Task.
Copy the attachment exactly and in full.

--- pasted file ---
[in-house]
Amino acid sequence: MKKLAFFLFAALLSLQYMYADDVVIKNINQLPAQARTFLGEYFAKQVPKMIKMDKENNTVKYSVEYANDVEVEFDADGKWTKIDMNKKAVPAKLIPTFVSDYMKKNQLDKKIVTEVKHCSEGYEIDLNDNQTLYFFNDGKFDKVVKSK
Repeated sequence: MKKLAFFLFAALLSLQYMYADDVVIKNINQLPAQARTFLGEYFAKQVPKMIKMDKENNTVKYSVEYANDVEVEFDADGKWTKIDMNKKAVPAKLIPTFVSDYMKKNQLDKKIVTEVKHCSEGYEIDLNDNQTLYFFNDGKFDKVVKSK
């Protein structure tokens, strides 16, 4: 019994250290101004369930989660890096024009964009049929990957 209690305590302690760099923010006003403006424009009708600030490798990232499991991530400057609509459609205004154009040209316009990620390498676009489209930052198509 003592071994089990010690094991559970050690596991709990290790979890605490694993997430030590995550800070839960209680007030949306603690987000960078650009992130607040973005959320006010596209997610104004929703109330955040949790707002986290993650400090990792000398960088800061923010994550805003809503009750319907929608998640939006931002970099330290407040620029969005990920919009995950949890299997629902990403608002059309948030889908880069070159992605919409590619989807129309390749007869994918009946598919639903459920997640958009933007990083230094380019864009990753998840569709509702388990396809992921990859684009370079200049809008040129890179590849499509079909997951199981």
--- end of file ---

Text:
[in-house]
Amino acid sequence: MKKLAFFLFAALLSLQYMYADDVVIKNINQLPAQARTFLGEYFAKQVPKMIKMDKENNTVKYSVEYANDVEVEFDADGKWTKIDMNKKAVPAKLIPTFVSDYMKKNQLDKKIVTEVKHCSEGYEIDLNDNQTLYFFNDGKFDKVVKSK
Repeated sequence: MKKLAFFLFAALLSLQYMYADDVVIKNINQLPAQARTFLGEYFAKQVPKMIKMDKENNTVKYSVEYANDVEVEFDADGKWTKIDMNKKAVPAKLIPTFVSDYMKKNQLDKKIVTEVKHCSEGYEIDLNDNQTLYFFNDGKFDKVVKSK
């Protein structure tokens, strides 16, 4: 019994250290101004369930989660890096024009964009049929990957 209690305590302690760099923010006003403006424009009708600030490798990232499991991530400057609509459609205004154009040209316009990620390498676009489209930052198509 003592071994089990010690094991559970050690596991709990290790979890605490694993997430030590995550800070839960209680007030949306603690987000960078650009992130607040973005959320006010596209997610104004929703109330955040949790707002986290993650400090990792000398960088800061923010994550805003809503009750319907929608998640939006931002970099330290407040620029969005990920919009995950949890299997629902990403608002059309948030889908880069070159992605919409590619989807129309390749007869994918009946598919639903459920997640958009933007990083230094380019864009990753998840569709509702388990396809992921990859684009370079200049809008040129890179590849499509079909997951199981």